Pittsburgh Pirates: A Look At Infield Prospect Rodolfo Castro

The Pittsburgh Pirates second base job is a bit up in the air. Sure, as of now, back-to-back Gold Glove Award finalist Adam Frazier remains on the roster at second base. However, all signs point toward Frazier being traded this offseason.

If Frazier is traded, this would leave Phillip Evans, Kevin Newman, Cole Tucker and Erik Gonzalez as other players on the 26-man roster with the capability of playing the keystone position. This also leaves the short term future of shortstop a bit questionable as well. However, before the Rule 5 Draft, the Pittsburgh Pirates added infield prospect Rodolfo Castro to the 40-man roster and he could soon be part of the Pirate infield.

Castro was signed out of the Dominican Republic in 2015 and made his professional debut with the Pirates’ Dominican Summer League affiliate the following season. Through his first 230 professional plate appearances, Castro put up a solid .271/.360/.411 line with 15 doubles and 2 hoem runs. All told, he had a 127 wRC+ and .378 wOBA. Castro drew a fair amount of walks putting up an 11.7% walk rate while playing mainly shortstop.

The following season the Pittsburgh Pirates promoted Castro to Rookie-Ball and he started to show decent power. His next 211 trips to the plate saw him bat .277/.340/.479 with a dozen doubles, six long balls and a .202 isolated slugging percentage. This culminated to him having an improved .384 wOBA and 132 wRC+. Castro played a little bit all over the infield seeing time at second base, shortstop and third base this time around. However, Castro did see his walk rate drop to 7.6% and his strikeout rate rise to 22.3%.

The slugger struggled through 2018 putting up a .298 wOBA and 89 wRC+, however, he did have a solid .164 isolated slugging showing he was still getting a fair amount of extra base hits. In 2019, Castro started the year at Low-A Greensboro where he put on his best display of power yet blasting 14 home runs in only 246 plate appearances while having a .516 slugging percentage and .274 isolated slugging. But this came at the cost of the rest of his hitting ability as he struck out 27.6% of the time, put up a .242 batting average and on-base percentage of just .306.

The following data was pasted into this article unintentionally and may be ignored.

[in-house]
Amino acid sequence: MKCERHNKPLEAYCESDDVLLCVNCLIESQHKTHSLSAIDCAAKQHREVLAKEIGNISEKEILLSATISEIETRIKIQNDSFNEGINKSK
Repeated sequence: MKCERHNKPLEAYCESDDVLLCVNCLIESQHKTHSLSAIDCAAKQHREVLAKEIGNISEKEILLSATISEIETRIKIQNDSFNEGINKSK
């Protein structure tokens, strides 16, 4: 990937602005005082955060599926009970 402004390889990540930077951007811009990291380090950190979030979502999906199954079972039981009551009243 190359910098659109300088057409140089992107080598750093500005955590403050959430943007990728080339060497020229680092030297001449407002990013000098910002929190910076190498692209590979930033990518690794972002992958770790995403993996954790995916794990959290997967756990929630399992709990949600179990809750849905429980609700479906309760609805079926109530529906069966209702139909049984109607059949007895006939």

Still, Castro was a well above average hitter with a 131 wRC+. Eventually, he was promoted to High-A Bradenton where he had a similar batting average (.243), but lower OBP (.288) and much lower slugging percentage (.388).

Throughout the course of 2019, Castro put up an overall slash line of .242/.298/.456 with 19 home runs, 26 doubles and a .214 isolated slugging. While he did put up the best power numbers of his career so far, it came at the cost of both his OBP and BA as he became pretty much an all or nothing hitter. Still, given his ability to make consistent contact in 2016-2017 and 2021 only being his age-21 season, he could improve upon his hitting skill.

Castro’s highest graded tool is his raw power with a 55-future grade on FanGraphs while his game power has a 50-future grade. Castro averaged an above average 89 MPH exit velocity which shows he can barrel up the ball. He can also run fairly well. While he currently has a 55-speed grade, FanGraphs only sees him being a 50-speed runner. Castro has seen time at second base, third base and shortstop and could probably handle first base if he needed to. He’s seen as an average fielder overall with a 50-future fielding grade with a solid 50-grade arm. His worst tool is his hit tool which is only seen as a 40-grade in the future.

Castro sits at a solid 6’1″, 200 pounds. It’s also notable that he is a switch hitter. He could start the 2021 season at the Double-A level and has an ETA of 2021 on FanGraphs but could more realistically be sometime in 2022 with no minor league season last year. Still, it would be nice to see the Pittsburgh Pirates being able to get a switch hitting utility infielder in the majors soon. While Castro might not be the long term answer up the middle, he’d be a nice place holder for Nick Gonzales and Liover Peguero and a good power bench/utility bat, or a potential trade piece to fill other holes in a roster that might be ready to compete for a playoff spot.